Therapeutic Transparency Essential to Solving America’s Rising Rx Expenses

U.S. prescription drug prices, the highest in the world, are particularly problematic for minorities and people of color, says Paul Ford, Founder and President of DS9 Capital. One possible solution is greater pricing and therapeutic transparency.

A new report from the Rand Corporation shows that prescription drug prices in the United States, particularly for brand-name drugs, are more than twice as high as in other countries. In the 32 nations surveyed in the report, the US accounted for 58% of the total spend, but only 24% of the consumption.(1) While elevated US drug prices affect everyone in the country, notes Paul Ford, founder and president of DS9 Capital, they particularly disadvantage people of color and other minorities. “Approximately 60% of Americans are on medication,” says Ford. “There are people making $90,000 a year who have difficulties paying for medicine. How can lesser-paid people cope? And it’s worse for the under- and uninsured.”

Faced with an unmanageably expensive prescription, Ford observes, some patients simply do without the medicine, while others resort to cutting pills in half or skipping doses. It doesn’t, he adds, look as though the situation will improve anytime soon. In recent years, 41 drugs increased more than 100% in price in the US, including the widely used antidepressant Prozac, which went up 879%.(2)

There are, says Ford, a number of factors contributing to high US prescription prices:

  • Lack of regulation. While the Food and Drug Administration regulates how drugs are tested, marketed, and released for sale, it has no control over price.
  • Exclusivity protection. When a new drug hits the market. It is immediately placed under patent and drug exclusivity.
  • Price hikes in the supply chain. The actions of insurance companies and pharmacy benefit managers can have a significant effect on drug prices.
  • Administrative costs.
  • Limited market competition.(3)

Faced with escalating drug costs, many Americans turn to prescription discount cards. With the card, they may pay significantly less for certain prescriptions. The consumer does not pay for the card. Rather, discount card services make their money by charging the participating pharmacies and supermarkets in their network a small fee for each transaction.(4) Physicians, notes Ford, tend to be unaware of drug costs and lack the realization of the large difference in cost between inexpensive and expensive drugs.(5)

Meanwhile, the Biden administration has announced a prescription drug pricing plan as part of its Build Back Better initiative. The plan, as announced, will:

  • Allow Medicare to negotiate drug prices.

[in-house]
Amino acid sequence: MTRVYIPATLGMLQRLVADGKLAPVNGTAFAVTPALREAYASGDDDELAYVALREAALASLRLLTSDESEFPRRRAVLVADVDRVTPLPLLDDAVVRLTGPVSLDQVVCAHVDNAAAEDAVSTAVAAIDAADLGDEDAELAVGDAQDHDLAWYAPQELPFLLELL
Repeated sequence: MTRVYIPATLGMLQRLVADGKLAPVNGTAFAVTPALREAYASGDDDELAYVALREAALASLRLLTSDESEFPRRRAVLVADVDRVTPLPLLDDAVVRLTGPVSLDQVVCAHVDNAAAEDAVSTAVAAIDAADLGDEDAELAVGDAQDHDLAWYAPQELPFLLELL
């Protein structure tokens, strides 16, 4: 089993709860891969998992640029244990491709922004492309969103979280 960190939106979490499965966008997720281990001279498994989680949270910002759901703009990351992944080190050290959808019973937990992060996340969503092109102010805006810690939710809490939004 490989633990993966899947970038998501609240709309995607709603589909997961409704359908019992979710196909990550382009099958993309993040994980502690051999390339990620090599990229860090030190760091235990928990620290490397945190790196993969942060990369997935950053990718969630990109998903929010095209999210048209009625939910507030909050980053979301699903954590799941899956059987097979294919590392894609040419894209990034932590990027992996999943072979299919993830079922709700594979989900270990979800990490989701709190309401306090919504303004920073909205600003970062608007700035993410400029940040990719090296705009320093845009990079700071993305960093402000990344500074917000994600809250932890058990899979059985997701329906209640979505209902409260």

• Impose a tax penalty if drug companies increase their prices faster than inflation.
  • Directly lower out-of-pocket drug costs for seniors.(6)

What is needed, says Ford, is a sort of clearinghouse for information that acts as a transparent interface between the consumers of pharmaceutical products (i.e., patients and their providers: pharmaceutical manufacturers, digital therapeutics, and bio sciences companies). Working through a network of retail and independent pharmacies, it would deliver a personalized approach to healthcare providing lower cost treatment alternatives, evaluating pricing and therapeutic alternatives that do not sacrifice drug effectiveness and cost less.

There is, in fact, such an organization, says Ford. OrchestraRx is a LegitScript Certified prescription drug management and data company founded on inclusion, healthy outcomes, consumerism, and technology. While it functions as a personalized health treatment optimizer, it does not own any pharmacies.(7)

This, says Ford, is the future for pharma. “The fact that a private organization has stepped up and provided this service,” he says, “is a very encouraging, and very ambitious with results. It’s a case of a visionary business understanding what needs to be done and—without trying to corner or manipulate any part of the market, works within the existing market to optimize outcomes dynamically.”

About DS9 Capital:
DS9 Capital is a founder-friendly portfolio management holding company focused on building enduring and stable cash-flowing businesses in the insurance and healthcare technology space. DS9 is generally focused on frontier technology and service offerings in the insurance and healthcare space largely leveraging cloud-based infrastructure, and more specifically on applying our domain expertise to nano-cap sized businesses to expand the value chain for all stakeholders. This value creation typically includes investment, leveraging our vast resources and networks to create a strategic pipeline for organic growth and realigning the businesses to optimize commercial and IP assets. Our tactical goal with each of our companies is to leverage our expertise into higher margin and missed revenue opportunities.

1. Curley, Christopher. “U.S. Prescription Drug Prices Are Twice as High.” Healthline, 3 Feb. 2021,
2. Frakt, Austin, Benavidez, Gilbert. “Racial Disparities, Prescription Medications, and Promoting Equity.” Public Health Post, 21 Aug. 2018,
3. “Why Are Prescription Drugs More Expensive in the U.S. than in Other Countries?” GoodRx,
4. “Discount Drug Cards Promise Huge Savings on Your Prescriptions. but Is There a Catch?” Money,
5. “Physician Awareness of Drug Cost: A Systematic Review.” PLoS Medicine, U.S. National Library of Medicine,
6. “Digital Patient Acquisition Platform.” OrchestraRx,
7. “President Biden Announces Prescription Drug Pricing Plan in Build Back Better Framework.” The White House, The United States Government, 2 Nov. 2021,

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